Quantcast Supplies or Services and Prices/Costs -Cont.

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a. A single line item, supported by as schedule of deductions, or
b.  as a single line item, supported by subline items instead of a
schedule of deductions, or
as a single line item, supported by a limited number of sublines and
by a schedule of deductions which breaks down the subline items.  An example
of a contract with two subline items is shown in Figure 3-7.
In the case of firm fixed price/indefinite quantity contracts, careful
consideration should be given to the contract requirements which should be
included in the firm fixed price (lump sum) part, and those which should be
in the indefinite quantity part.
The contract requirements shown in the EPRS are reviewed one by one and a
decision is made as to which should be included in the firm fixed price part
of the contract.  Contract requirements which are readily quantifiable or
fixed in scope are included in the firm fixed price. Therefore, if the
number of occurrences of a particular contract requirement over a fixed
period of time can be established in advance, the contract requirementwill
generally be included in the firm fixed price.  Generally, if the service is
scheduled as opposed to unscheduled, it will be included in the firm fixed
price.
If the work required was carried out under a prior contract, a determination
should be made as to whether the contract requirement was included in the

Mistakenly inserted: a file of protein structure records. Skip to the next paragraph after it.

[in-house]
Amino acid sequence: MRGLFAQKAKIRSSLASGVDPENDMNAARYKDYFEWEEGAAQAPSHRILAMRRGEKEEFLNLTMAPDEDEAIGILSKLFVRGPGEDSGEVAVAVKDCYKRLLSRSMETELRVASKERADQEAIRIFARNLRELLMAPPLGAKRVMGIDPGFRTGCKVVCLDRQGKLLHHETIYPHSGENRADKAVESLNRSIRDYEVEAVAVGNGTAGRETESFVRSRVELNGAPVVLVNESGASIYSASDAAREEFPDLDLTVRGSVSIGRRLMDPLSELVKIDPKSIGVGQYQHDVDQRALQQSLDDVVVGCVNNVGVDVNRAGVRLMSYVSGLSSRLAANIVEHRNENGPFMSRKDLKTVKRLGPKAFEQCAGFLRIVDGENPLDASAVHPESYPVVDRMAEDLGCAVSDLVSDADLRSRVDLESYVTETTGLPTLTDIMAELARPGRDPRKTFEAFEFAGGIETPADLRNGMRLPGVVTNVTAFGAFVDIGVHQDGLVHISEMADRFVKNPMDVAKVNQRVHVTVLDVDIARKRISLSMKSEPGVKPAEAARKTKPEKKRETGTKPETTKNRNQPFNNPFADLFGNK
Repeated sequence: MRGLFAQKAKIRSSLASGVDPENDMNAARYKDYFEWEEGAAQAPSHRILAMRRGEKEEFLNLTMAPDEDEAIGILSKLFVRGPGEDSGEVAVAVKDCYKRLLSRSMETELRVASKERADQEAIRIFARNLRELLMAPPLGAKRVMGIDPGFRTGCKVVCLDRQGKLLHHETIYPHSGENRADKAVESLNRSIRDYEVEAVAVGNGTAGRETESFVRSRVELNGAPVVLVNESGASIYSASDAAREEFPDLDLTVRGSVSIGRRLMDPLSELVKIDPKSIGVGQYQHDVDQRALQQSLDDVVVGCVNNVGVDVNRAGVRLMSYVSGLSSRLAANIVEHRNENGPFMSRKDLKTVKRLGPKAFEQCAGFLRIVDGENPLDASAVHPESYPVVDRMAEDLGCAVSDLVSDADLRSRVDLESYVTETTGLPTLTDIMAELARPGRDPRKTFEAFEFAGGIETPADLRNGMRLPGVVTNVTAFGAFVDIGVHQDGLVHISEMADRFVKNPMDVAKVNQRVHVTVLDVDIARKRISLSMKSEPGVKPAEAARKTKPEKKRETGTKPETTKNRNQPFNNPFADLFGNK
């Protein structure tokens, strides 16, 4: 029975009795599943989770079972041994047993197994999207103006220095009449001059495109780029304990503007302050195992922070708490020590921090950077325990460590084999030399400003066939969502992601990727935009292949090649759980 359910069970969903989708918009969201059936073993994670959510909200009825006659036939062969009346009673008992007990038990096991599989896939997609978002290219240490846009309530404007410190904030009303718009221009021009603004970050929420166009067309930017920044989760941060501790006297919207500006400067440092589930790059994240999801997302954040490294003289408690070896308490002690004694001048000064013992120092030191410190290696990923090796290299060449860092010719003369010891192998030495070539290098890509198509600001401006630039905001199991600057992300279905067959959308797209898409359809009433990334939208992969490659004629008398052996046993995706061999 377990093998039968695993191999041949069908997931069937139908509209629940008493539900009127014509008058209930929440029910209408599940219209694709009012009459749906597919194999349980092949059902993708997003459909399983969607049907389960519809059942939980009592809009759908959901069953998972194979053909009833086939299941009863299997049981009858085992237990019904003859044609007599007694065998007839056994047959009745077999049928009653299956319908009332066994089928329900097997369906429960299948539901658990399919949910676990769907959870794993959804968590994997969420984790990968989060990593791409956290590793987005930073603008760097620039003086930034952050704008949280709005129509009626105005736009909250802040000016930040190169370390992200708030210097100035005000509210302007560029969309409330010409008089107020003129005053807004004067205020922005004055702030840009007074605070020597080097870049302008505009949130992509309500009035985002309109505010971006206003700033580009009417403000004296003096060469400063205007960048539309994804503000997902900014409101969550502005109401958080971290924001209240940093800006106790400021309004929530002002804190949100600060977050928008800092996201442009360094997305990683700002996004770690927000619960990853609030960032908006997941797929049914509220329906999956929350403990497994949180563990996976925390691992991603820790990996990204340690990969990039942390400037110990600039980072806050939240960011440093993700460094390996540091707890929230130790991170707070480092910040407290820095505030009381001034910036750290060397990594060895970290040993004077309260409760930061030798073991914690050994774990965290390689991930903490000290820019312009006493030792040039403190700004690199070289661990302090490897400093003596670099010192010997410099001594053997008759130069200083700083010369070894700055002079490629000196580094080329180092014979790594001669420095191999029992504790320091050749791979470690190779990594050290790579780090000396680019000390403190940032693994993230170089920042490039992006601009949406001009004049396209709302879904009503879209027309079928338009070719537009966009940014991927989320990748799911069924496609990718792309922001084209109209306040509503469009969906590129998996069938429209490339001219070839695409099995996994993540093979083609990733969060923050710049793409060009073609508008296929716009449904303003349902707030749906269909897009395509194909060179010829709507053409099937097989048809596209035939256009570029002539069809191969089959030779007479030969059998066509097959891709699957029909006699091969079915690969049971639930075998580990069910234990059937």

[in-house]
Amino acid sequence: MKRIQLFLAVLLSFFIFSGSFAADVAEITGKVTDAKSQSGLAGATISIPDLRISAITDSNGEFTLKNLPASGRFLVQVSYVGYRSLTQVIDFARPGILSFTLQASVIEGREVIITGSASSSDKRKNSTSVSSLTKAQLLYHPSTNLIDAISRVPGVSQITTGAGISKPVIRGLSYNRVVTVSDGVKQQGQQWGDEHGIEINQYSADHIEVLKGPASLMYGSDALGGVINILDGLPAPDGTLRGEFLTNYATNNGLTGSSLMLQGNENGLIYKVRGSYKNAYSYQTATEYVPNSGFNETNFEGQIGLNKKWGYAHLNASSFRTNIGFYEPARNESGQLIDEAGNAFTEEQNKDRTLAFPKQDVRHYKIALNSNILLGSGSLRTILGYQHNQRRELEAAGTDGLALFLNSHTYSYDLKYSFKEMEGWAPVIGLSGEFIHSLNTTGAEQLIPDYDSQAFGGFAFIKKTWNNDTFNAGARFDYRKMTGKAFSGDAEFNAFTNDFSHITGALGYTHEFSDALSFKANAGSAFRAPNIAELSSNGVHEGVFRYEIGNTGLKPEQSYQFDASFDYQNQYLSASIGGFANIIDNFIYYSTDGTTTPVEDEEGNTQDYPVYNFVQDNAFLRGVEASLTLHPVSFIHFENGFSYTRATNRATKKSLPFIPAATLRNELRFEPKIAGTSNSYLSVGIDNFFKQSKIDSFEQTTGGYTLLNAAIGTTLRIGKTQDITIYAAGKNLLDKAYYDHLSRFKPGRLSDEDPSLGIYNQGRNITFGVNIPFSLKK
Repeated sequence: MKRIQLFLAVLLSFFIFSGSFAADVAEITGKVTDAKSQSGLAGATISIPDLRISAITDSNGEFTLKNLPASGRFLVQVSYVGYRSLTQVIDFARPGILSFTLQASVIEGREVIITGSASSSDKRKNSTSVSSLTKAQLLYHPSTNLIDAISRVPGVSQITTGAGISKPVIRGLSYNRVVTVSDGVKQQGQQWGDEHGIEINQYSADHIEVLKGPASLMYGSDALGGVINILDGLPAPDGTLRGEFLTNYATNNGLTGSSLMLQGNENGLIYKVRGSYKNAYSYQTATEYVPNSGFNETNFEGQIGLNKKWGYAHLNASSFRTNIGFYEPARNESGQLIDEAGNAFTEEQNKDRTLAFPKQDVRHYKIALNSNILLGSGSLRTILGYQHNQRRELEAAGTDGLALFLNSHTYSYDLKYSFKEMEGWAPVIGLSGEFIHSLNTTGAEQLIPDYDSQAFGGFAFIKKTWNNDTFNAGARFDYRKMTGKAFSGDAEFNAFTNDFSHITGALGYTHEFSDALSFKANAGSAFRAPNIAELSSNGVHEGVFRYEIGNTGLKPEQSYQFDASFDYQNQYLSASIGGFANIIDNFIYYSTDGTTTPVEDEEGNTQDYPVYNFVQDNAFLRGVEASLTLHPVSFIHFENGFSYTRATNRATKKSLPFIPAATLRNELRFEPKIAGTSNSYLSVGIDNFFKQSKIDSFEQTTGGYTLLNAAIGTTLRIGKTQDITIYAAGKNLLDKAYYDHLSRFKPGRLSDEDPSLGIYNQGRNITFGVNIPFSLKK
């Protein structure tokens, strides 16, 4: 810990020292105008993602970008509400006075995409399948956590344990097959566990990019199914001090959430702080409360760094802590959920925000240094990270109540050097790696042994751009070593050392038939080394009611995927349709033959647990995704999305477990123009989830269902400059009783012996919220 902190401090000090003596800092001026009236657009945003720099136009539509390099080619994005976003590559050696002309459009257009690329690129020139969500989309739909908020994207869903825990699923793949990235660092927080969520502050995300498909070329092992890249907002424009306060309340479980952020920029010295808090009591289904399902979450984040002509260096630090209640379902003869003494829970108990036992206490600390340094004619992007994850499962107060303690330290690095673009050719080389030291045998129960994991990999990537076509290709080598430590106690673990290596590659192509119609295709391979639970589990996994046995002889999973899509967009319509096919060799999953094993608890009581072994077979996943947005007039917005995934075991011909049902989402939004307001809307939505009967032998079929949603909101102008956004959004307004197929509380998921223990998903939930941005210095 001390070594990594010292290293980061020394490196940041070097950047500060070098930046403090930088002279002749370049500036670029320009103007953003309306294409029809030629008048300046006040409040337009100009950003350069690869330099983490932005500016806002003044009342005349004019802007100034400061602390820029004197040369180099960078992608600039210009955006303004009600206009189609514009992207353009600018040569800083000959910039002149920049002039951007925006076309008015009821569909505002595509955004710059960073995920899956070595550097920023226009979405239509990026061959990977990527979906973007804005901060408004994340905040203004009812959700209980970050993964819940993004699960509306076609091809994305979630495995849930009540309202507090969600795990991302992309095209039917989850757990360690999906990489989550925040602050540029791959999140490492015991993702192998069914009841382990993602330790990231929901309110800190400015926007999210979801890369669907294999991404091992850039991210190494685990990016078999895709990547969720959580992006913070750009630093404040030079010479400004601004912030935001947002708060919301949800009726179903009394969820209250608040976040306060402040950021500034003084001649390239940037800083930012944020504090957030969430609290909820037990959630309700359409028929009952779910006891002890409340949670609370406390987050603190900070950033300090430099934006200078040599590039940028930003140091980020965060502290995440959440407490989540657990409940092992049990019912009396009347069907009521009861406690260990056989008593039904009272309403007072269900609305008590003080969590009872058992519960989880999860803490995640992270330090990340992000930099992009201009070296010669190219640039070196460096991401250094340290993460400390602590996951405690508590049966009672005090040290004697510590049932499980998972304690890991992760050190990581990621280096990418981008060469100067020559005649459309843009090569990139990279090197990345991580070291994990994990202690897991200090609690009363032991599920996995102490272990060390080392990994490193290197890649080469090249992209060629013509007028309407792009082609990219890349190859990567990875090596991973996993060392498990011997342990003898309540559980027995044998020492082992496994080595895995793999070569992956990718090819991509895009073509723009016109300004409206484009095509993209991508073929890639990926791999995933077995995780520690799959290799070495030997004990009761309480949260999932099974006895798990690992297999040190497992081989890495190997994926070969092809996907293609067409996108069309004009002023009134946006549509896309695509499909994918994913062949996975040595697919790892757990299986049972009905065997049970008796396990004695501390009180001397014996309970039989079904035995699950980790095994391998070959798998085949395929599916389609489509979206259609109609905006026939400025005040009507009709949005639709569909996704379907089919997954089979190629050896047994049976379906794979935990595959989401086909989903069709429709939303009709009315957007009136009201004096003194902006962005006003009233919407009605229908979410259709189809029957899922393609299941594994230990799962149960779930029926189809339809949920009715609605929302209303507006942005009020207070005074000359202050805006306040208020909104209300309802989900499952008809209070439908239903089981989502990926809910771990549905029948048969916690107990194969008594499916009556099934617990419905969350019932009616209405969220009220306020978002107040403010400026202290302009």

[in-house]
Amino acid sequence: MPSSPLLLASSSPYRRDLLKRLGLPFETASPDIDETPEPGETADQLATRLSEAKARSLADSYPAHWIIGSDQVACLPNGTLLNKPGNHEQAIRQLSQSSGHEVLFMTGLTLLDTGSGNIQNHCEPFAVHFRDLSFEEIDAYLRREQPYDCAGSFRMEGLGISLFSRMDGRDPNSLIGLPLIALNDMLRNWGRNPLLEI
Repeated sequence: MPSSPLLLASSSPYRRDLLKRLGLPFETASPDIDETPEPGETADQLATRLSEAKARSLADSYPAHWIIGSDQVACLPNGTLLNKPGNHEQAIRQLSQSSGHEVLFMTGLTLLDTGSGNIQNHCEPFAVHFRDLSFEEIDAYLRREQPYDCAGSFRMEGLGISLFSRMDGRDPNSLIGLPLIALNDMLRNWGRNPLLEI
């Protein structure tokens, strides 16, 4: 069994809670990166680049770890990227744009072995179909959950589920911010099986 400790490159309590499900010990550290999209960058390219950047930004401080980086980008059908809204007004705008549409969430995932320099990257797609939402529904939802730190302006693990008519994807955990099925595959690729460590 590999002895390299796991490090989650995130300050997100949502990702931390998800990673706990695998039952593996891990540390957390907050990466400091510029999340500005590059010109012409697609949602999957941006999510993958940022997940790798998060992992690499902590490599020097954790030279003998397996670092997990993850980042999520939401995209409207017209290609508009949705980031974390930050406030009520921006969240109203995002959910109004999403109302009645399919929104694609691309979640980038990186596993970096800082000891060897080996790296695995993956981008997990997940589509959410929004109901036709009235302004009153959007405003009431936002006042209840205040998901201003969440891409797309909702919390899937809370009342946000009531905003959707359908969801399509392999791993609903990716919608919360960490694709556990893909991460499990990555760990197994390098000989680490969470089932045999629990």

firm fixed price or indefinite quantity part of the contract. The effect of
including the work in the firm fixed price part or in the indefinite
quantity part depends on the ease of contract administration, or any
difficulties which were encountered should be examined. The fact that the
work was included in a particular part in a prior contract should not alone
determine where the work will be included in the new contract.
Whether or not a particular contract requirement calls for unscheduled
services, or a contract requirement that is not readily quantifiable should
be included in the firm fixed price, is often unclear and a decision has to
be made weighing a number of factors.  These factors include what proportion
of the total contract price the contract requirement under consideration
represents: the reliability, of the historical record; the accuracy of an
estimated quantity; and the amount of variation in the occurrence of this
particular contract requirement in the past.  If the quantity cannot be
forecast with any degree of reliability and a significant dollar value is
involved, the contract requirement should, in most cases, be included in the
indefinite quantity part of the contract.
There is a temptation to include items which are not readily quantifiable in
the firm fixed price part of the contract. This expedient puts a major
burden of risk on the contractor and makes it difficult for the contractor
to bid a realistic price. Furthermore, a contract requirement, which is
erroneously included in the firm fixed price part of the contract, often
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